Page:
There is a basic list of items that all owners need to have. These include a collar and a leash, for walking and training, complete with a name tag and indestructible chewing toys such as rope toys or ‘chewies’. You also need to have grooming tools, such as a brush and comb, dishes for the dog’s food and water and a comfortable dog crate or bed for it to sleep in.
Give your dog a name
One of the most important things you need to do early on is settle on your dog’s name. It needs to learn to recognize and respond to this name when you begin training, so the sooner you introduce the name the better. One little tip, keep the name simple – if possible one or two syllables. That way you will be able to use it quickly and effectively, something which will be vital when the dog goes out into the dangerous world beyond your four walls.
Travelling home with your puppy
Keep your puppy in a crate or a box while travelling home from the breeder, kennels or animal sanctuary where you acquired the dog. You haven’t begun to train it yet so it will not have any discipline within the car. It could urinate on your seats, eat the upholstery or even jump around distracting you while you drive. Keep it in a warm, box or crate – preferably with a passenger keeping an eye on it and reassuring it that it is safe.
Arriving home with your puppy
An eight week old puppy has spent its life so far within the safety of its family unit, probably with its mother and the siblings within its litter. So it’s no surprise that it will initially be nervous and perhaps even a little anxious about its new environment. It’s your first task to make the dog feel comfortable and safe. So you should give it as much attention and reassurance as you can during its first 24 hours. Show it where it is going to eat, sleep and to do its toileting. If it doesn’t settle down to sleep on the first night, don’t be afraid to place its sleeping box near you. It’s OK for the first night.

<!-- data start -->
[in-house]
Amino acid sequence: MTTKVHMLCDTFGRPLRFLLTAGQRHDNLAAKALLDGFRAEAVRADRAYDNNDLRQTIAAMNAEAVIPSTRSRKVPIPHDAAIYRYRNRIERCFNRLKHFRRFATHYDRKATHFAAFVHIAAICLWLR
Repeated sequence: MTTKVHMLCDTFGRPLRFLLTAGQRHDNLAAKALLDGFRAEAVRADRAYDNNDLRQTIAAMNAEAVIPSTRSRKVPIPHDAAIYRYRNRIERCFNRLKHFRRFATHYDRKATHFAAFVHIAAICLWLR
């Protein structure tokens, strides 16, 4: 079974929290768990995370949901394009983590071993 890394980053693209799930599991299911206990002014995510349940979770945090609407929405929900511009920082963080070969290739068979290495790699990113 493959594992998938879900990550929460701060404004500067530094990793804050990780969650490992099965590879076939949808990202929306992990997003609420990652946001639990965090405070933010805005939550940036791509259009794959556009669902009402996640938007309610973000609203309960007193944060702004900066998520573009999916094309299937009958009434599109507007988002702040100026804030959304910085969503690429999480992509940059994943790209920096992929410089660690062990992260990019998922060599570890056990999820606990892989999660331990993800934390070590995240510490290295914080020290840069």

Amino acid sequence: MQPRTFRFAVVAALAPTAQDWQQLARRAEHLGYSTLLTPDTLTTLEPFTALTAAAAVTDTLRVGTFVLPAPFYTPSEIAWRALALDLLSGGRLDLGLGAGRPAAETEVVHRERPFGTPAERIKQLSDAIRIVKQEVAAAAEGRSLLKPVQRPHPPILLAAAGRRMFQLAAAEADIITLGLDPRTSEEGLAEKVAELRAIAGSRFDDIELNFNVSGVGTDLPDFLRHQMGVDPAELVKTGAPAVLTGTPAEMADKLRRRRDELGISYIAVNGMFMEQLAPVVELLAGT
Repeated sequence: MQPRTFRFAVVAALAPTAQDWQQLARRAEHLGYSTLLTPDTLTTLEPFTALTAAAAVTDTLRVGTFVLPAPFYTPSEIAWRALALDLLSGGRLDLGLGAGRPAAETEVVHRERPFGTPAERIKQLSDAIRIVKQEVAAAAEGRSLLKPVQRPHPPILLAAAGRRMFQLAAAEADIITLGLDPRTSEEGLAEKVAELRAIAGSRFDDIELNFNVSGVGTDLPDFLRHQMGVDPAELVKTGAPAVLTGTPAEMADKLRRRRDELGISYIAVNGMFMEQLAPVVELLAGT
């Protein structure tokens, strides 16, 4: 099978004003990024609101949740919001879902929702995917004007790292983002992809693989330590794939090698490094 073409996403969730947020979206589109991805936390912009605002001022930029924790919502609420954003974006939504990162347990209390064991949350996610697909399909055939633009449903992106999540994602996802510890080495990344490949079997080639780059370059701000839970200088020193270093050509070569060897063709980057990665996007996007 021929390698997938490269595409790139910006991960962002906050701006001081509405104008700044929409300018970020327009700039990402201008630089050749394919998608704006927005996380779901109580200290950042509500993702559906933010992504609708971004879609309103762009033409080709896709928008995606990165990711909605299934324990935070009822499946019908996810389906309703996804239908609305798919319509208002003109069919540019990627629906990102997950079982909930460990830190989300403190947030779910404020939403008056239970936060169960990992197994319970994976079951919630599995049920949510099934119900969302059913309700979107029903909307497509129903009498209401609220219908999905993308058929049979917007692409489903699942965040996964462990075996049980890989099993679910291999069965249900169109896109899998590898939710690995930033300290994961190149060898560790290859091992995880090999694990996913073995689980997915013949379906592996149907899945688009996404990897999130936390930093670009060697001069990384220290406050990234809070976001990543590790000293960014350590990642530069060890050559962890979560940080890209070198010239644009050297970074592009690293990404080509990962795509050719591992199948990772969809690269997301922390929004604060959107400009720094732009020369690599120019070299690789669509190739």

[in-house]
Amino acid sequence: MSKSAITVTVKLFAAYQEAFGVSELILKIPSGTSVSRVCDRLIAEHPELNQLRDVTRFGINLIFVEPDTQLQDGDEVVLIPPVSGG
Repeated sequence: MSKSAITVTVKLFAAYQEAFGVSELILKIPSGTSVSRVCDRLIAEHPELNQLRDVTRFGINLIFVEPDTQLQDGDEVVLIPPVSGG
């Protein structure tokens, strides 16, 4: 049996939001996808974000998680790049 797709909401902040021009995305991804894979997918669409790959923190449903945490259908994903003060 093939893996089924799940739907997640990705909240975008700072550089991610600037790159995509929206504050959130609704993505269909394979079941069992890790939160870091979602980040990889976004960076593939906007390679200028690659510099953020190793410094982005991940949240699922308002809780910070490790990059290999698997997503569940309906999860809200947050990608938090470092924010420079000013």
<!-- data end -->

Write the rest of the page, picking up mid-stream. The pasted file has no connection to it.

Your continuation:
Introduce your dog to other pets in the house as soon as you can. Be sure to do this under supervision. If there are other dogs in the house, make sure the existing dogs are on a lead and not able to attack the new dog. It’s quite possible they will feel threatened. Be prepared to deal with this.
Beyond the first days
Once you have all these things under control you can begin looking forward to the next phase of your life with your new puppy. You will soon, for instance, be taking it to the vet for its first vaccinations and examinations. The groundwork you do at home during the first days and weeks will go a long way towards deciding how successful you will be.
Summing up, the arrival of a new dog in your home is a wonderful and memorable time in the life of your family. But it does require preparation and forethought. Without proper planning all sorts of problems can arise. And the longer those problems continue the more difficult it is going to be for you to gain control of your dog. Your mantra should be – start as you mean to go on.
Thank you for reading
Thank you for reading this edition of our newsletter series. We hope this information took you one step closer to making a good decision. If you need a bit more time to think, wait for next week's edition, which will discuss one of the things all parents are concerned about: how to make sure your dog does not bite your children.
If you'd rather have the contents of the series in a single downloadable ebook format, you can get it here.